Karst and Caves features are all related to the chemical solution and dissolution processes that modify and sculpture all common soluble bedrock types. These susceptible rock types include rock salt (halite/sylvite), potash, trona, gypsum , dolomite and limestone.
In the case of the highly soluble evaporites like Halite, Potash and Trona, the formation of solution pockets, sinks and in some cases caves, is just a matter of water solubility.Ambient temperature precipitation and groundwater are highly undersaturated with respect to these halide and bicarbonate compounds and will rapidly dissolve large quantities of in-situ rock along fractures, bedding planes and surface exposures.Subsurface solution features within these rock types tend to be small, fragile and very short lived due to their high water solubility, but these rock types readily form karst solution pinnacles on surface exposures. These features, however, are generally only well developed and observable in extremely dry environments.
In the region immediately surrounding the Black Hills Uplift, there are no widespread occurrences of these types of evaporite deposits, but such evaporitic minerals do occur as minor admixtures in some of the beds in both the Spearfish and Minnelusa formations.Dissolution of these minerals along with the gypsum layers in which they occur has had a pronounced effect on the karst features found in these two formations.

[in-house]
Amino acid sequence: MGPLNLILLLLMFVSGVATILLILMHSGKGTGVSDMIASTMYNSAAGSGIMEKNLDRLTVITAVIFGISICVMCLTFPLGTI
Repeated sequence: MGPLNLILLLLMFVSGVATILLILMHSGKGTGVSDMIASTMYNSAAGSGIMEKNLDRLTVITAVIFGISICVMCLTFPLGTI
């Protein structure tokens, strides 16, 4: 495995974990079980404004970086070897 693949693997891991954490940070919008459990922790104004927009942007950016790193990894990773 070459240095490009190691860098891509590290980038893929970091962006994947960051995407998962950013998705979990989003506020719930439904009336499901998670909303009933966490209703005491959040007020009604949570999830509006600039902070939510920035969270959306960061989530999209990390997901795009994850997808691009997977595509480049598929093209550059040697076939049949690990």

Gypsum (CaSO4 · 2H2O) with lesser anhydrite (CaSO4) occurs within several formations exposed in and around the Black Hills area.These minerals are also water soluble, but far less so than the other salts mentioned above.These two sulfate compounds have less than 1% of the water solubility of the halide and bicarbonate salts.They are, however, considerably more soluble at higher temperatures and especially in the presence of acidic solutions. Rising thermal water have both of these attributes and can produce very significant karst within rocks of this type. They more commonly, however, can be seen to undergo dissolution in the presence of ambient temperature meteoric and ground waters, albeit much more slowly.The karst and caves that locally develop in gypsum tend to be much more extensive and longer lived than those in the other rock salts, because of the higher mechanical stability that comes with being less soluble. Even in view of this higher stability, however, gypsum caves are quite fragile and highly prone to breakdowns relative to limestone caves.
The Spearfish formation contains a thick bed of gypsum near it's top and has stringers and thin layers of gypsum throughout its entire thickness.This formation rings the Black Hills uplift as the “Red Valley” or “Racetrack” as it is locally known. This unit contains widespread karst features that include solution domes, breccia pipes, sinkholes and local caves, particularly where the beds are intercepted or transected by flowing springs.